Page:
Trading Nation

Emerging markets are in a death cross, and a technical analyst sees another big drop ahead

Emerging markets are in a death cross, but it could be a good thing for U.S. investors

Emerging markets are feeling the heat. China is in a bear market, Brazil is closing in on one, and the EEM emerging markets ETF could close out its worst quarter in nearly three years on Friday.

Brace for more pain, says one technical analyst.

“There’s really a time to own EEM and it’s time not to own EEM,” Piper Jaffray’s chief market technician Craig Johnson told CNBC’s “Trading Nation” on Thursday. “Our rising dollar is going to be an issue for EEM in here and it looks like to me you got probably another 12 percent downside before you get down to a material support area.”

A 12 percent decline from Thursday's close would put the EEM ETF at around $37.50, its lowest level since March 2017. On Friday afternoon it had risen 1.5 percent to $43.35.

The EEM ETF has also entered a death cross, a technical red flag for Johnson. A death cross marks the point on a chart where a shorter-term moving average, such as the 50-day, breaks below a longer-term moving average, such as the 200-day. The technical indicator demonstrates a sharp breakdown in a security’s price and often prefaces further downside.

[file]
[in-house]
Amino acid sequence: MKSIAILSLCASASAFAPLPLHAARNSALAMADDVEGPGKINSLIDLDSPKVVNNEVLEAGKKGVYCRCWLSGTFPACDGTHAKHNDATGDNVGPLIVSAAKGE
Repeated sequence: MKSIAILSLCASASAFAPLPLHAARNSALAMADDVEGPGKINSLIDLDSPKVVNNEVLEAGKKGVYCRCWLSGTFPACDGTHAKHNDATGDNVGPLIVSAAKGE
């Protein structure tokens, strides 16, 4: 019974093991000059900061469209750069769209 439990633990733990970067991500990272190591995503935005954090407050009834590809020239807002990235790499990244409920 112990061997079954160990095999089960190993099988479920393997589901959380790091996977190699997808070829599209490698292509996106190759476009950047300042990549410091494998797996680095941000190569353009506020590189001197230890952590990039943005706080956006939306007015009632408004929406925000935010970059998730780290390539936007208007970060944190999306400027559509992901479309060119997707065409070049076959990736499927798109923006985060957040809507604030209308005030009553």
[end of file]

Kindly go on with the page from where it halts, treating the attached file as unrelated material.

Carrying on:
The EEM ETF’s 50-day moving average broke below its 200-day moving average on May 30. The EEM briefly entered into a death cross in early 2017, but its last meaningful death cross was in mid-2015 — the ETF tumbled nearly 26 percent within the next six months.

“I’d be trimming that back or reducing the position, waiting for it to get down to a nice base, find support at that base,” said Johnson. “When the trend turns, and you start to hear about an improving fundamental backdrop, or the dollar starts moving in a more favorable direction for EEM, then I would be increasing my exposure.”

Others aren’t as bearish.

The promise of future growth in emerging markets is too valuable for Strategic Wealth Partners’ president Mark Tepper to bet against.

“The emerging market consumer is one of the most powerful forces in investing,” Tepper said on Thursday’s “Trading Nation.” “In 15 years, 80 percent of the world’s middle class is going to be outside of the U.S. and Europe, and consumer spending in emerging markets is expected to rise by over $20 trillion by 2020 ,so investors can’t afford to not own emerging markets.”

Tepper recommends the ECON emerging markets consumer ETF and DGS emerging markets small-cap ETF as alternatives to EEM.

The EEM ETF tracks large- and mid-cap equities in emerging markets, including Alibaba, Taiwan Semiconductors and Samsung. The ECON ETF holds consumer-focused names like and Yum China, while the DGS ETF holds names like Truworths International and Foschini Group.

Clarification: The EEM ETF’s 50-day moving average broke below its 200-day moving average on May 30.